Thursday, June 10, 2004

Difficulties of being God. "Two years after Nicole was born, Dennis and Angela's next youngest child, Anne, was knocked down by a van outside their house and died in hospital a few hours later. I have avoided direct presentation of this incident because frankly I find it too painful to contemplate. Of course, Dennis and Angela and Anne are fictional characters, they cannot bleed or weep, but they stand here for all the real people to whom such disasters happen with no apparent reason or justice. One does not kill off characters lightly, I assure you, even ones like Anne, evoked solely for that purpose." - David Lodge, How Far Can You Go?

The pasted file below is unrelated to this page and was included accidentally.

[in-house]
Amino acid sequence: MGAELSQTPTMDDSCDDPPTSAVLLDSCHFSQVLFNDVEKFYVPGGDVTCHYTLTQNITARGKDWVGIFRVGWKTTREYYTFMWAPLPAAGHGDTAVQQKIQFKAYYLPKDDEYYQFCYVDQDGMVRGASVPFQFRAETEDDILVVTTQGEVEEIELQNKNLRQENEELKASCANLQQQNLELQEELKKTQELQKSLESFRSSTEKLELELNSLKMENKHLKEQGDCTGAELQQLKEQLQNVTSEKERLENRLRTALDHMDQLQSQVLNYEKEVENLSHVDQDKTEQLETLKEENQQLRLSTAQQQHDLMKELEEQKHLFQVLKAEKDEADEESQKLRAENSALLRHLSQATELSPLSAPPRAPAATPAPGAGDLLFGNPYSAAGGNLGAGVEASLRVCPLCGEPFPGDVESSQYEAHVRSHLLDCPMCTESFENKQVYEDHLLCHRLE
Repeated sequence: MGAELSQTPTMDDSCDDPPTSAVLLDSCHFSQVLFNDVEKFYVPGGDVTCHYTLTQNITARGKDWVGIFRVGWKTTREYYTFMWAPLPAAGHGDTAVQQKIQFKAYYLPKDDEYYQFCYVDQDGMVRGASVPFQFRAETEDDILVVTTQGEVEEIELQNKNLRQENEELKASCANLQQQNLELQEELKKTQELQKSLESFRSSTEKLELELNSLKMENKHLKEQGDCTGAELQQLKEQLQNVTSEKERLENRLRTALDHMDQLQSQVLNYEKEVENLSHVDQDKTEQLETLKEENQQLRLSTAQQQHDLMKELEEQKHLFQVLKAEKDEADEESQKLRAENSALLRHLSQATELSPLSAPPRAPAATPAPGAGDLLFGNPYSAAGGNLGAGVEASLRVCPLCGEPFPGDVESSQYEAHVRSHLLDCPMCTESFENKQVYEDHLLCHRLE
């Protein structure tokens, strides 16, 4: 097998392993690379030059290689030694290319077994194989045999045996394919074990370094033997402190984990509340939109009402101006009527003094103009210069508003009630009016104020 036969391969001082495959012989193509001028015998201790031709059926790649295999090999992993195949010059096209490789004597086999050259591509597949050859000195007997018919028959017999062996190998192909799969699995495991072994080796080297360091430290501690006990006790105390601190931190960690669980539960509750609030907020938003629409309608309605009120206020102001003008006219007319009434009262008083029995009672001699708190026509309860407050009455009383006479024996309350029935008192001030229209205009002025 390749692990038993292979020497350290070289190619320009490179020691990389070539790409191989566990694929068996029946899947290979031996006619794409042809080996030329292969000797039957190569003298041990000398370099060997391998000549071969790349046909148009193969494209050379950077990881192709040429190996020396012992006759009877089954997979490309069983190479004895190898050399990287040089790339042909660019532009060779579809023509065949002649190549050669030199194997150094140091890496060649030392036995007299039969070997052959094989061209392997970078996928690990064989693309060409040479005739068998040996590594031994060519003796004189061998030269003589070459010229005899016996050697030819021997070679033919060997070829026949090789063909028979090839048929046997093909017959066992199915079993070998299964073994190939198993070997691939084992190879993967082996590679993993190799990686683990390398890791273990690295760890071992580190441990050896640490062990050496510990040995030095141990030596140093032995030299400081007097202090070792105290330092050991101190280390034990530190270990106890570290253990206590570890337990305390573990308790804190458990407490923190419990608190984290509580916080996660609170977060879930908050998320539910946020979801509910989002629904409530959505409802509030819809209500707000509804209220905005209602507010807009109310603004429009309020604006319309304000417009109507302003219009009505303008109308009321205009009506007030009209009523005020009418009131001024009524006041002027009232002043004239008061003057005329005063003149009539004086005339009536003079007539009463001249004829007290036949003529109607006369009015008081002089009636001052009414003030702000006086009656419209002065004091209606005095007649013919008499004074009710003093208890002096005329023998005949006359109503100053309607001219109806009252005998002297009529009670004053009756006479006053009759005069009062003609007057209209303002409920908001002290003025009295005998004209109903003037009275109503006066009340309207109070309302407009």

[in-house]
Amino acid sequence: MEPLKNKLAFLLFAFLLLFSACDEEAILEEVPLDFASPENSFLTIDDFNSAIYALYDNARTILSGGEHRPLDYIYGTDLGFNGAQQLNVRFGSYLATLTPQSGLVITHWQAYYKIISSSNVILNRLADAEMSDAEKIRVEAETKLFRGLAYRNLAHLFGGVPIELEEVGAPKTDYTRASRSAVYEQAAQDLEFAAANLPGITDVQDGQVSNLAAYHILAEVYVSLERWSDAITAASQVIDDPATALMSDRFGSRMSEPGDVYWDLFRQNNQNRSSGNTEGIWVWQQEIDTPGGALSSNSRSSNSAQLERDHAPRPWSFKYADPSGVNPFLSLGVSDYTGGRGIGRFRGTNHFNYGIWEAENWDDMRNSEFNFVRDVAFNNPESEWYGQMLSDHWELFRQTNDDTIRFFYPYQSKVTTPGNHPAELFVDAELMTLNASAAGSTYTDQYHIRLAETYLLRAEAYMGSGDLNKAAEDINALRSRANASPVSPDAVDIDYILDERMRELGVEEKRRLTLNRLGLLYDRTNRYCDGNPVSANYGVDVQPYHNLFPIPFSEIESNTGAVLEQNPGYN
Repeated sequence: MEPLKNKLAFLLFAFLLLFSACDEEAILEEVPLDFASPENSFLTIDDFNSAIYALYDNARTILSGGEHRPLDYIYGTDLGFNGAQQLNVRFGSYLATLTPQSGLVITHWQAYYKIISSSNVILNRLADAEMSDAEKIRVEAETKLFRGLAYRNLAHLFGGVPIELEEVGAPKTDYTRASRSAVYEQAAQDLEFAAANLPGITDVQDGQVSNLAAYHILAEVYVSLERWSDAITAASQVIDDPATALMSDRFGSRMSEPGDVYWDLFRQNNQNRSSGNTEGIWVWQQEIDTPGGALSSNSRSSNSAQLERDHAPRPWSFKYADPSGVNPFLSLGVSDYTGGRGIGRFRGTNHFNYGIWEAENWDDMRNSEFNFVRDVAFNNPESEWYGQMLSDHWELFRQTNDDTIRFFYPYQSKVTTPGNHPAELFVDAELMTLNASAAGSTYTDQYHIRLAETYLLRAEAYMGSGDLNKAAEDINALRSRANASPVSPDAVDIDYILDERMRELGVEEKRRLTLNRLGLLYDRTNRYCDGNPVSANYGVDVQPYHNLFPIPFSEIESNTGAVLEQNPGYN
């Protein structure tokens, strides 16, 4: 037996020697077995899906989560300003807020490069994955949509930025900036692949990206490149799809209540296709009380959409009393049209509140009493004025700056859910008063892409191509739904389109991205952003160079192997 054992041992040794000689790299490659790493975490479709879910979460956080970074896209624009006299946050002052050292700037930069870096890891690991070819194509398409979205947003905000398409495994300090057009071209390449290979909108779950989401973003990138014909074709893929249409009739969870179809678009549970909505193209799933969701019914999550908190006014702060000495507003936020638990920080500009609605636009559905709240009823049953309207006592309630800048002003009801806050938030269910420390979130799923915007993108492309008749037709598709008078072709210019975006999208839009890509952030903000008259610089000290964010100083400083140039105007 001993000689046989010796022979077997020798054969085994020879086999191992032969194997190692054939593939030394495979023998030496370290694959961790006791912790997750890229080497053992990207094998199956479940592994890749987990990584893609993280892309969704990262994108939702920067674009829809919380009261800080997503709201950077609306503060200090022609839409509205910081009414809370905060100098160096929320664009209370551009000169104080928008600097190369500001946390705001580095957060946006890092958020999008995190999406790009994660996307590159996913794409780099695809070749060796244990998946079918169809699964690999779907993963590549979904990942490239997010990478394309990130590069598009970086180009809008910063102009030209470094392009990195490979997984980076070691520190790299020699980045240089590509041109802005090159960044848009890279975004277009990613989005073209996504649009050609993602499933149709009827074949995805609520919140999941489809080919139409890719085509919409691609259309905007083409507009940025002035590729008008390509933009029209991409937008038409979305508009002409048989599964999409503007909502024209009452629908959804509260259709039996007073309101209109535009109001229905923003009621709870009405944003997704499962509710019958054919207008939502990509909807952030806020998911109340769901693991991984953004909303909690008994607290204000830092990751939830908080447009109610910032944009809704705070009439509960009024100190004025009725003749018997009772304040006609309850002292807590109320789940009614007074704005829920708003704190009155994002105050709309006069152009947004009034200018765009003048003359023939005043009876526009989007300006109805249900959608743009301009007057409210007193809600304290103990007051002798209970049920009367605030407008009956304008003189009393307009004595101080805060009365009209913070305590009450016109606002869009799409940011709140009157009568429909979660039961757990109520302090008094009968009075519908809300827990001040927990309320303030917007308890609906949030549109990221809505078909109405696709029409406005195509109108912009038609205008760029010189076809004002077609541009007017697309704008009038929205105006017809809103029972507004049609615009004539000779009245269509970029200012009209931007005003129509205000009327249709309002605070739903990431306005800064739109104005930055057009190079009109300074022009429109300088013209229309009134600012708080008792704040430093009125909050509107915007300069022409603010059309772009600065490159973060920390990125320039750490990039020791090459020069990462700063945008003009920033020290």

This chatter is programmatic: demystification of narrative in a novel about the demystification of the Catholic church. It being a demystified novel, you are later told so. But it's uncomfortable in ways that I'm not sure were planned. The sense that talking like that is somehow cheating is probably meant to be there; but the sense of disclaiming responsibility for a world one designed is probably not.
[How Far Can You Go?, by David Lodge, Secker and Warburg, London, 1980. Smarter and more serious, I think, than the campus novels. Same coy experimentalism, though.]

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